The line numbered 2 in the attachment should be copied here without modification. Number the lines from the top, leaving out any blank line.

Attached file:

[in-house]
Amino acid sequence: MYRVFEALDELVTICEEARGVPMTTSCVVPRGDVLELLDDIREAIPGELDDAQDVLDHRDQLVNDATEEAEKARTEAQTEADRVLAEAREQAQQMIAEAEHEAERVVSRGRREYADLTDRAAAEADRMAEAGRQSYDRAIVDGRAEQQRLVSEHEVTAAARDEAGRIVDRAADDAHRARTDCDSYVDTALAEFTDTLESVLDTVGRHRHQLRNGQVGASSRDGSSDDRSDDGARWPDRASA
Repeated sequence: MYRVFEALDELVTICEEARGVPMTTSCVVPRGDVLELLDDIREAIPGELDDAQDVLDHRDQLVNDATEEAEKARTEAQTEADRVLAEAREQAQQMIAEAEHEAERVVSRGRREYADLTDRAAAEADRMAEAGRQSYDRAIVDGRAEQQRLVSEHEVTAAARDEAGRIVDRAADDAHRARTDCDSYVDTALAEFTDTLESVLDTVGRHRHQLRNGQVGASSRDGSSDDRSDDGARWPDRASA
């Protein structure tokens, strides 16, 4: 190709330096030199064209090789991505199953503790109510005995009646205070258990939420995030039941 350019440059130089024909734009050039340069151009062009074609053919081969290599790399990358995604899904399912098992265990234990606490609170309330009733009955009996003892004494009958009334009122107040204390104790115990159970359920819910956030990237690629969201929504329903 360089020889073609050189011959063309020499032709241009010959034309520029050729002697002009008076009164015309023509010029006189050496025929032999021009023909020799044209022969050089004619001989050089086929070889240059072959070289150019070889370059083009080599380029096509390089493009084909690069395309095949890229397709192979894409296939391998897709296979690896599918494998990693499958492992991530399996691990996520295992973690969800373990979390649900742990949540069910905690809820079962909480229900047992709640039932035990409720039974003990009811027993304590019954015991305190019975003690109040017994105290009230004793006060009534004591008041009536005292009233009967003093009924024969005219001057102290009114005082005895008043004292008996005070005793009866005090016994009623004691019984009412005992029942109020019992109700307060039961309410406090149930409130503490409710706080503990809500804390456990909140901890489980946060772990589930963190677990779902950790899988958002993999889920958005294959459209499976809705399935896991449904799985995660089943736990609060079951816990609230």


Amino acid sequence: MYRVFEALDELVTICEEARGVPMTTSCVVPRGDVLELLDDIREAIPGELDDAQDVLDHRDQLVNDATEEAEKARTEAQTEADRVLAEAREQAQQMIAEAEHEAERVVSRGRREYADLTDRAAAEADRMAEAGRQSYDRAIVDGRAEQQRLVSEHEVTAAARDEAGRIVDRAADDAHRARTDCDSYVDTALAEFTDTLESVLDTVGRHRHQLRNGQVGASSRDGSSDDRSDDGARWPDRASA